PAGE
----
Bruised serves as Halle Berry’s directorial debut; a classic redemption story about the trials and tribulations of a passionate MMA fighter. Halle Berry stars as Jackie Justice who walked away from the sport after losing one of the biggest fights of her career. After a disgraceful exit from the MMA world, Jackie wastes her talent and finds comfort in taking on odd jobs until her boyfriend tricks her into attending an underground fight. Her passion for the sport is reignited and her journey begins. As she begins her road to redemption, she’s faced with her past demons and she begins fighting for a second chance at life – in the ring, and as a mother to the son she abandoned who unexpectedly re-enters her life. 

Berry has long been interested in filmmaking, especially as a Black woman in the industry, whose chances of directing are limited. The script struck a chord with Berry and she felt compelled to reimagine the script for a black woman instead of the traditional white-led story. During a Variety interview, Berry explained, “It’s an old genre; there’s so many great fight films that have been made. I made the point why it would be worth retelling an age-old story with this new twist.” The film was featured in the Toronto International Film Festival in September 2020 and gained significant attention from major distributors. Bruised quickly gained the attention of Netflix and has since been bought for a whopping twenty million dollars. The official trailer has been released and will feature in select theaters on November 17, 2021.


National Champions is a film about the tenuous ecosystem that makes up collegiate athletics. It raises essential questions about what is the fair and equitable balance between the rights of student-athletes who essentially fuel the industry and the college athletics institutions that have existed for over 100 years who have cemented and operate the existing system. In this gripping drama, star quarterback LeMarcus James – played by Stephan James – ignites a players’ strike hours before the college football National Championship Game in order to raise awareness of his perceived unfairness of the NCAA system, signaling a fight ahead for equitable compensation, equal rights, and respect for student-athletes.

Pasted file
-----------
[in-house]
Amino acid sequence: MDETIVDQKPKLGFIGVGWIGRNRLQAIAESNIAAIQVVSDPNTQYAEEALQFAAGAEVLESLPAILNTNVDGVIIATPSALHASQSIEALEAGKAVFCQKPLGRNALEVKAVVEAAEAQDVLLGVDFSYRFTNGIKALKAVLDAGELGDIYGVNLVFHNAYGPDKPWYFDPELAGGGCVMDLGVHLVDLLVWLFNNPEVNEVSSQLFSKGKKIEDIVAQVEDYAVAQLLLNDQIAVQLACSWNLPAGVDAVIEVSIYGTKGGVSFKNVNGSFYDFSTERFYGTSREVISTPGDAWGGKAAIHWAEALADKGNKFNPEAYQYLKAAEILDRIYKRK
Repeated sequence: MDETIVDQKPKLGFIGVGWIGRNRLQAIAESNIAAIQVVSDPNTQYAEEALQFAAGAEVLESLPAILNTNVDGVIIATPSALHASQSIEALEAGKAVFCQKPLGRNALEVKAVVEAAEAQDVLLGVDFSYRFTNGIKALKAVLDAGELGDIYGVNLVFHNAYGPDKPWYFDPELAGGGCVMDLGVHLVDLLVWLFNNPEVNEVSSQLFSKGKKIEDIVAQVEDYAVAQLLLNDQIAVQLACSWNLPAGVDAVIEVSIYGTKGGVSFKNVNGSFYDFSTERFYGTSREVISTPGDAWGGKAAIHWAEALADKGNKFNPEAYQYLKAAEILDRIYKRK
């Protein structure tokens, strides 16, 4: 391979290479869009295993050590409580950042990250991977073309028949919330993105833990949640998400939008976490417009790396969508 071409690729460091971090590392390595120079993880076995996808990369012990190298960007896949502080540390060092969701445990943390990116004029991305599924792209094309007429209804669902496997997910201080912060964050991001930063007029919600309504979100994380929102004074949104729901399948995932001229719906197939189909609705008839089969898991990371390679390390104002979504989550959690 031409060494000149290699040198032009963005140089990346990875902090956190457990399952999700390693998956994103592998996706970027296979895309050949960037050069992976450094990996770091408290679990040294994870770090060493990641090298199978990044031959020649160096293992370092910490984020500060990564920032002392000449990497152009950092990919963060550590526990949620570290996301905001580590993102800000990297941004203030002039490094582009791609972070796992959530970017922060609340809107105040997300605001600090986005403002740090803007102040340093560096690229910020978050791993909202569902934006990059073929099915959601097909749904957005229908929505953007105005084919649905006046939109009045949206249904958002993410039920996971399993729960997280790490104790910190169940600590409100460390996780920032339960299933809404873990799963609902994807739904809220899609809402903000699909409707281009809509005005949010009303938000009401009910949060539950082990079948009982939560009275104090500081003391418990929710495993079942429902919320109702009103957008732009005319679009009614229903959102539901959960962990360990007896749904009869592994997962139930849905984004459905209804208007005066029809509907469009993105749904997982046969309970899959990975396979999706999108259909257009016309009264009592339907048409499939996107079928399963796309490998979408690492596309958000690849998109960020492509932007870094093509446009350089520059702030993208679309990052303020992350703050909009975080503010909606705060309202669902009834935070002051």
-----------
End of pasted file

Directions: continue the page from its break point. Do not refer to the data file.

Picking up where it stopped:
The story of National Champions revolves around the timely and delicate issue of institutional control versus individual freedoms, in this case doing so against the backdrop of college athletics. The protagonist of the film, LeMarcus, attempts to bring attention to what he perceives is an abuse of power by the institutions that control the system, thus leaving student-athletes with very little to show for their efforts. To do so, he organizes a player walk-out on the eve of the biggest event of the year – against the wishes of his coach and mentor, James Lazor – played by Academy Award winning, JK Simmons. This impromptu protest evokes a much broader conversation and shines light on the exploitation of student-athlete’s service to the institutions that are in control of the system. In short, National Champions serves as a triumphant story to stand up for what’s right – potentially sacrificing everything in the process. 

This extraordinary film was directed by Ric Roman Waugh and penned by Adam Mervis. Waugh has directed some of the most intense and gripping films in recent times, including: Snitch, Shot Caller, Angel Has Fallen, and Greenland, among many others. To his credit, Mervis has written a series of intriguing films, including: The Last Days of Capitalism, The Philly Kid, Choices, Shakespeare Theorem, and 21 Bridges. Through the combined storytelling of Waugh and Mervis, National Champions is easily one of the best and most compelling sports films of 2021.